We recently received the death certificate for my mother, who died May 4 in an assisted living facility near New York City. “Acute Respiratory Distress Syndrome” was the primary cause. And the secondary — no surprise — was “suspected COVID-19.”
The White House, the Centers for Disease Control and Prevention and the states are debating the proper theoretical (and politically beneficial) way to tally COVID-19 deaths. One group, led by President Donald Trump, feels the current tally is too high. The other, including Dr. Anthony Fauci, the nation’s top infectious disease expert, thinks it may be an underestimate.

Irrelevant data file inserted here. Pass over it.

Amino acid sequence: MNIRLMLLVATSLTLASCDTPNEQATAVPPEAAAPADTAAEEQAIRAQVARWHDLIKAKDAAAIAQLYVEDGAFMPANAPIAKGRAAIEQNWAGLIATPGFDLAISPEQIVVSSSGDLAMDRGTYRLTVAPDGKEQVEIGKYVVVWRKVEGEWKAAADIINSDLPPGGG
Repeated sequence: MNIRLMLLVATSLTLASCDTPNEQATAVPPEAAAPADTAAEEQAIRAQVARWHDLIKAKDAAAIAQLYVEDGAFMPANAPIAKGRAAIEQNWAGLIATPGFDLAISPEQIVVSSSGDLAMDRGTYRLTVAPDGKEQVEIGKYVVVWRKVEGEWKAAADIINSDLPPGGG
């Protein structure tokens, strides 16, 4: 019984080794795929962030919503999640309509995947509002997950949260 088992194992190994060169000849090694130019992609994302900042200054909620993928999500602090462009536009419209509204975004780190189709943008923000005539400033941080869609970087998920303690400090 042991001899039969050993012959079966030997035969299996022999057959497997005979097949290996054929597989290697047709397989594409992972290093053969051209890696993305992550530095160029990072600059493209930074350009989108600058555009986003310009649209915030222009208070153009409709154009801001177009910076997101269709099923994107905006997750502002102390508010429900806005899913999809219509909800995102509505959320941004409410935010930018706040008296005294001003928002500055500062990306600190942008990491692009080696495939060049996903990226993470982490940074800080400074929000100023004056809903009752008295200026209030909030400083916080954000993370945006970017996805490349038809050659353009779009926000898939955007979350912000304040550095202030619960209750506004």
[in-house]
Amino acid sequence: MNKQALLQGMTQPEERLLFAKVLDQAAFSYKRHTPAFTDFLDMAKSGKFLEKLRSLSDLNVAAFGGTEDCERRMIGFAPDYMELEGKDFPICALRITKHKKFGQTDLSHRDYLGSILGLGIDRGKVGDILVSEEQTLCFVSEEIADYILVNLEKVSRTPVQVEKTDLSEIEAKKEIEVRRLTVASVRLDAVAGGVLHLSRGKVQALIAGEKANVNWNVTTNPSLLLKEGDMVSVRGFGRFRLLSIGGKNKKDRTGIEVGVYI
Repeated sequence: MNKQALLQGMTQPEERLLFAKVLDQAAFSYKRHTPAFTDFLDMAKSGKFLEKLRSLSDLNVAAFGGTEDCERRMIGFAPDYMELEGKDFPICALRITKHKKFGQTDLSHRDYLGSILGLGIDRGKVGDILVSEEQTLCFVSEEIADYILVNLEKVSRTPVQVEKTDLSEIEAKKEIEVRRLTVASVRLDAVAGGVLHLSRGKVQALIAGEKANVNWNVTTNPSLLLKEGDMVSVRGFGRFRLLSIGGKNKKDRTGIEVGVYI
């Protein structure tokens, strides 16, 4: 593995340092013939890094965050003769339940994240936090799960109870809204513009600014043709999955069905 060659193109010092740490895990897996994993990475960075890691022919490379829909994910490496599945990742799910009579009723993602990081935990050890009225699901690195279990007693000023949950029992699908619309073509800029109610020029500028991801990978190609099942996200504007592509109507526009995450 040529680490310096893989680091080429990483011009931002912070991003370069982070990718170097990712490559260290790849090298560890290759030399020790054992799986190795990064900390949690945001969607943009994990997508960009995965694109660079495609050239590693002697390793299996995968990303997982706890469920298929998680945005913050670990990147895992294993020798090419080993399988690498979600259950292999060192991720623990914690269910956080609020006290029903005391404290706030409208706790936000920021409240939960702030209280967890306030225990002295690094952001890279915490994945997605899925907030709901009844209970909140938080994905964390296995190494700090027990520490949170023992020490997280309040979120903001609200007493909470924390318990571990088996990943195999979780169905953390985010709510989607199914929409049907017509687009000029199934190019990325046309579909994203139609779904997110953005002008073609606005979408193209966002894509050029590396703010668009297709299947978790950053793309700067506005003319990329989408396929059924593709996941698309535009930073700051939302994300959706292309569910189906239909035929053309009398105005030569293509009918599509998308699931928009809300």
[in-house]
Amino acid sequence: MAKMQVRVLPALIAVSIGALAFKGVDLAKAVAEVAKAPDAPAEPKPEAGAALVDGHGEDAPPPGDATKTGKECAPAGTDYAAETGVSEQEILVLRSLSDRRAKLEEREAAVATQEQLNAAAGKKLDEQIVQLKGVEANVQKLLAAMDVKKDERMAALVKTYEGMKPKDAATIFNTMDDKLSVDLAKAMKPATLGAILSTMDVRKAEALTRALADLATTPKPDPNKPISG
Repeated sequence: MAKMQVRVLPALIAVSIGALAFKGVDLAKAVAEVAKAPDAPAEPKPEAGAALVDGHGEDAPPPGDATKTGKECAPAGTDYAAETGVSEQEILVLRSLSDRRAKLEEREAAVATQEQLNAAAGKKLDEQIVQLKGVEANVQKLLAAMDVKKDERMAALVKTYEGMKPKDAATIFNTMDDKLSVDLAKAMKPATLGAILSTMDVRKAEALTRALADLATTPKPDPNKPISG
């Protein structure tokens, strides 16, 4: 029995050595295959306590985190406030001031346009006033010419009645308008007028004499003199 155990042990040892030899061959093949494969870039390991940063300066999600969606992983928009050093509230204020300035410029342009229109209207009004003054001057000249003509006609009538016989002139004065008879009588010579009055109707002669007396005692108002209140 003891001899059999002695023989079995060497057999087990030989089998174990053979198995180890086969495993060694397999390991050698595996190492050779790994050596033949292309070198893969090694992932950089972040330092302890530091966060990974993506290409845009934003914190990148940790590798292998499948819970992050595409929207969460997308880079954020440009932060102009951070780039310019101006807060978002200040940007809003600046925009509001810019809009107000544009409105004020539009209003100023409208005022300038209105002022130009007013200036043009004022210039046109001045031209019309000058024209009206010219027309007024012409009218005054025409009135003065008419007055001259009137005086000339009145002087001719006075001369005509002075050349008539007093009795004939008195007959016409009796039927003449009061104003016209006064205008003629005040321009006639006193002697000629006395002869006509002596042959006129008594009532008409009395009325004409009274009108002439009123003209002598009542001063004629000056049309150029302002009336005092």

Though my mother almost certainly died of COVID-19 (she met the clinical case definition), her death was, as far as I can tell, not counted — and certainly will not be counted if the White House gets its way. Unfortunately, counting COVID deaths and cases has been turned into a battle